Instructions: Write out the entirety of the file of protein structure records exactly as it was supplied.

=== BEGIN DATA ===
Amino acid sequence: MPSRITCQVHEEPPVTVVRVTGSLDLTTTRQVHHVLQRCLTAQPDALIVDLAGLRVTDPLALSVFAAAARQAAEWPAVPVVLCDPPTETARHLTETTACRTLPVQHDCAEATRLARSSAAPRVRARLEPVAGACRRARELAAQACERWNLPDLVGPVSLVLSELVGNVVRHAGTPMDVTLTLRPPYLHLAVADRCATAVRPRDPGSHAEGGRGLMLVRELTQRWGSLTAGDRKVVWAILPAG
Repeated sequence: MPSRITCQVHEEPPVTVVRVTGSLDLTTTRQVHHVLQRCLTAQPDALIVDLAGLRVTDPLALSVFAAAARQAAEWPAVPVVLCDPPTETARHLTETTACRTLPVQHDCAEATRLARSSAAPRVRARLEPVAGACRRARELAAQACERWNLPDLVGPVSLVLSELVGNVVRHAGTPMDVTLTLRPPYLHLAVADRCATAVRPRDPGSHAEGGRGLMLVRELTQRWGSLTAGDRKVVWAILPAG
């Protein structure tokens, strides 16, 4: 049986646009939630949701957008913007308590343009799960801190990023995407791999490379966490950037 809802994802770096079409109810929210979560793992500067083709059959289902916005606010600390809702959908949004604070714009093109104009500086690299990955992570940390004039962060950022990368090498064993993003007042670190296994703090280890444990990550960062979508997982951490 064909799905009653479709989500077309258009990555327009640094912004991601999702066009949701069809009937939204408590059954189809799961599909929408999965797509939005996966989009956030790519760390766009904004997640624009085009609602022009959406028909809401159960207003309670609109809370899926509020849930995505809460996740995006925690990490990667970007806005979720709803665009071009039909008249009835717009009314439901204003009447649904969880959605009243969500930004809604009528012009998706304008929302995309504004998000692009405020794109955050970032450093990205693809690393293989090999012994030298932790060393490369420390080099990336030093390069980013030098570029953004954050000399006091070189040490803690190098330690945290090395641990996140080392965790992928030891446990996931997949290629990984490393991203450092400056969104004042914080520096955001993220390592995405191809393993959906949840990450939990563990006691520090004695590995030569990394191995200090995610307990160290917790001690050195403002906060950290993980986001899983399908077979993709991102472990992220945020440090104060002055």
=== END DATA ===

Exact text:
Amino acid sequence: MPSRITCQVHEEPPVTVVRVTGSLDLTTTRQVHHVLQRCLTAQPDALIVDLAGLRVTDPLALSVFAAAARQAAEWPAVPVVLCDPPTETARHLTETTACRTLPVQHDCAEATRLARSSAAPRVRARLEPVAGACRRARELAAQACERWNLPDLVGPVSLVLSELVGNVVRHAGTPMDVTLTLRPPYLHLAVADRCATAVRPRDPGSHAEGGRGLMLVRELTQRWGSLTAGDRKVVWAILPAG
Repeated sequence: MPSRITCQVHEEPPVTVVRVTGSLDLTTTRQVHHVLQRCLTAQPDALIVDLAGLRVTDPLALSVFAAAARQAAEWPAVPVVLCDPPTETARHLTETTACRTLPVQHDCAEATRLARSSAAPRVRARLEPVAGACRRARELAAQACERWNLPDLVGPVSLVLSELVGNVVRHAGTPMDVTLTLRPPYLHLAVADRCATAVRPRDPGSHAEGGRGLMLVRELTQRWGSLTAGDRKVVWAILPAG
């Protein structure tokens, strides 16, 4: 049986646009939630949701957008913007308590343009799960801190990023995407791999490379966490950037 809802994802770096079409109810929210979560793992500067083709059959289902916005606010600390809702959908949004604070714009093109104009500086690299990955992570940390004039962060950022990368090498064993993003007042670190296994703090280890444990990550960062979508997982951490 064909799905009653479709989500077309258009990555327009640094912004991601999702066009949701069809009937939204408590059954189809799961599909929408999965797509939005996966989009956030790519760390766009904004997640624009085009609602022009959406028909809401159960207003309670609109809370899926509020849930995505809460996740995006925690990490990667970007806005979720709803665009071009039909008249009835717009009314439901204003009447649904969880959605009243969500930004809604009528012009998706304008929302995309504004998000692009405020794109955050970032450093990205693809690393293989090999012994030298932790060393490369420390080099990336030093390069980013030098570029953004954050000399006091070189040490803690190098330690945290090395641990996140080392965790992928030891446990996931997949290629990984490393991203450092400056969104004042914080520096955001993220390592995405191809393993959906949840990450939990563990006691520090004695590995030569990394191995200090995610307990160290917790001690050195403002906060950290993980986001899983399908077979993709991102472990992220945020440090104060002055």